What is it like to relocate to Orkney?

What is it like to move to a place like Orkney – to one of our many islands. Bruce Fletcher from Stronsay recounts what it was like for him in this article from The Stronsay Limpet

Wednesday 8th of Feb 2006

In the middle of January our elderly oil-fired boiler and kitchen stove finally gave up the struggle and ceased to work. A new boiler soon arrived from Kirkwall and Jim Holland, our local haulier, manhandled the packing case into our utility room to await the arrival of a plumber to remove the old boiler and fit the new one.

Yesterday evening the new boiler started working for its living. The house is now warm and cosy again with the exception of the kitchen which is quite cool because the new boiler has no “waste” heat like the old stove; a new radiator in the kitchen is the next priority.

When we lived in Brora, Sutherland in the 1970s the Church of Scotland minister (Rev Charles Abel) emigrated to Australia. 30 years later we got in touch on the Internet and have exchanged emails for the last year or two. One day towards the end of January we  got telephone call from his son to say that he was on the Kirkwall to Stronsay ferry and would be arriving at about 6:30 pm! We knew that he was visiting Orkney because his father had been the minister at Hoy & Walls but did not think he would have time to visit us. We had no beds aired or made up and at that time our oil-fired stove was still out of action.

Maureen swung into action and a bed was soon made up, the electric fan-heater was switched and we were ready to receive our visitor. At 5 pm, we got a telephone call from the Stronsay harbour master to say that the ferry had turned back to Kirkwall because of mechanical problems. This ferry was the one that would have stayed overnight in Stronsay and was the ferry that I would have caught at 7 am to go to Kirkwall to get the car exhaust fixed in Stromness.

As this is the refit period there only two boats in use instead of the usual three so we expected the ferry timetable to be re-shuffled. However, the harbour master telephoned back later to say that the ferry company hoped to have a boat at Stronsay between 07:00 am and 07:15. Sure enough, the ferry arrived at Stronsay quay at 7 am, having left Kirkwall at 5:30 am!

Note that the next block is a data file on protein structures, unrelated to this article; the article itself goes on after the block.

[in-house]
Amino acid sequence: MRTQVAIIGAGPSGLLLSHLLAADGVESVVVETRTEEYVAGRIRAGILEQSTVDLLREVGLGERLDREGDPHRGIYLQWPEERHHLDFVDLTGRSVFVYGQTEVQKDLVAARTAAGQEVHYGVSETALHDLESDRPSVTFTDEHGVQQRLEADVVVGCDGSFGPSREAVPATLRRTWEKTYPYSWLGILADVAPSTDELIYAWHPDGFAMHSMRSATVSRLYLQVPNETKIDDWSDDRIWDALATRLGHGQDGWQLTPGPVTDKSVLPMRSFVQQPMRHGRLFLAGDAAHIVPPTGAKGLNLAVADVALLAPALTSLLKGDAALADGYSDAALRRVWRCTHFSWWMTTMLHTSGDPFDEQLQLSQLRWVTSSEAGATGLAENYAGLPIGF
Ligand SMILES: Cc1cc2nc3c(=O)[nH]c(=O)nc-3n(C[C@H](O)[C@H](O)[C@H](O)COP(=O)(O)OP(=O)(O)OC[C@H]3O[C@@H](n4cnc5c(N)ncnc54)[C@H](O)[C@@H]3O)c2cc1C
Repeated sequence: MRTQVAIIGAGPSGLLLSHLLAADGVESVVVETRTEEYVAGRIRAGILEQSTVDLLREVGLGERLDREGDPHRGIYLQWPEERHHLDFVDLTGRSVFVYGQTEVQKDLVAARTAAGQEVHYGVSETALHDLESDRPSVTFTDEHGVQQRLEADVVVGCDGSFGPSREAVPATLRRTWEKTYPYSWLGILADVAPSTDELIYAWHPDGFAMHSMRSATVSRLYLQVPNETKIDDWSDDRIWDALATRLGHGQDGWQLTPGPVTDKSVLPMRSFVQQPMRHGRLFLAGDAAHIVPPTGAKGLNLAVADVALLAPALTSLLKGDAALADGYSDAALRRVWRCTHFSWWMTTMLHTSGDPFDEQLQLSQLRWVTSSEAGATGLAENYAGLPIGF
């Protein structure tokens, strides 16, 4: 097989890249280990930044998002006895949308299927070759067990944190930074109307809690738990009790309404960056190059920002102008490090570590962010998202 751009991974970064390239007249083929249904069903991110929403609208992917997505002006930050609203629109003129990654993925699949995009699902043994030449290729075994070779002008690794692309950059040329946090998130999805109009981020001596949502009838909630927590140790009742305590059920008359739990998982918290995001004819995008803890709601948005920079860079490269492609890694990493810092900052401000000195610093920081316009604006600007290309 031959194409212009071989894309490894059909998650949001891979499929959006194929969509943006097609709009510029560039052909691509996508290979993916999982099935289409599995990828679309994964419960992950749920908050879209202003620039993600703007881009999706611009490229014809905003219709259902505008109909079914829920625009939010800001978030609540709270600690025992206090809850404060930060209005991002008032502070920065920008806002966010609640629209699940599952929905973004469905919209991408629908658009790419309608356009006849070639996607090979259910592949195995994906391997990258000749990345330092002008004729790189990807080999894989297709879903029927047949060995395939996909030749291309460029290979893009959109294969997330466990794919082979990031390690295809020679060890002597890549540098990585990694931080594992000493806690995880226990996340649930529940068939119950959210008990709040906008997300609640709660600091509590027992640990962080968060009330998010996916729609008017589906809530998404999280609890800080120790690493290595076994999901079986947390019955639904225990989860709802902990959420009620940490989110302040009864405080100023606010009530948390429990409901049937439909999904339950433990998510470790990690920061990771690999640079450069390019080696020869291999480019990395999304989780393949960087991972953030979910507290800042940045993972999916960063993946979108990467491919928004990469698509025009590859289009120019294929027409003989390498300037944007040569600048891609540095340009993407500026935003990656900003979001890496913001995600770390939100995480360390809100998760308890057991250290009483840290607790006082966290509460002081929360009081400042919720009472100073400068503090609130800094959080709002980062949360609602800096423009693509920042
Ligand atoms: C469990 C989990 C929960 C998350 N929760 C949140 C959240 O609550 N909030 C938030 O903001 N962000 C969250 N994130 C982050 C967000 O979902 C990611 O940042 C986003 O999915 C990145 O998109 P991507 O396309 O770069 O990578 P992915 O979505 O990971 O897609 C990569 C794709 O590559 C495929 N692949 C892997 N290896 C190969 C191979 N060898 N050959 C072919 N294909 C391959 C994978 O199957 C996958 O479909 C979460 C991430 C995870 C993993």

I travelled to Kirkwall, got the car exhaust fixed and managed to meet the minister’s son for a lunchtime drink before catching the ferry back to Stronsay leaving at 4 pm.

There are many pleasant distractions on Stronsay.

Yesterday I saw two black lambs as I drove to the shop (my first early lambs this year) and we heard Surrey “growl” for the first time – Surrey’s growl occurred as she was sat looking out of the kitchen window at two other cats squaring up for a fight and miaowing furiously at each other.

Stronsay Kirk Bruce Fletcher

Stronsay Kirk photo Bruce Fletcher

As we were driving back from the kirk last Sunday we stopped the car a few yards from the house and parked so that we could watch some seals basking on the rocks that were being exposed as the tide ebbed.

However, later that day and halfway through cooking Sunday lunch the Calor gas bottle feeding the cooker ran out.

It was only then that I realised that I had forgotten to replenish the spare Calor gas bottle.

Whitehall Stronsay

Categories: Uncategorized

Tagged as: , , ,

2 replies »

  1. For folk who are interested – maybe thinking of moving here? – Here are a few more tales………..




    We moved, and have never regretted it, one bit. Orkney is a great place to live. There are ups and downs, as there are anywhere – but on Orkney, the ups, far outweigh the downs.
    It doesn’t suit everyone, and plenty move here, find it doesn’t suit them, for one reason or another, and leave. But many, many stay, and wouldn’t be anywhere else.
    That’s why there are so many non-Orcadian accents to be heard, out and about – variety is the spice of life.
    We love it here, as anyone reading my pieces in TON, can tell!



    OK – you get the message! I’ll stop now.

Leave a Reply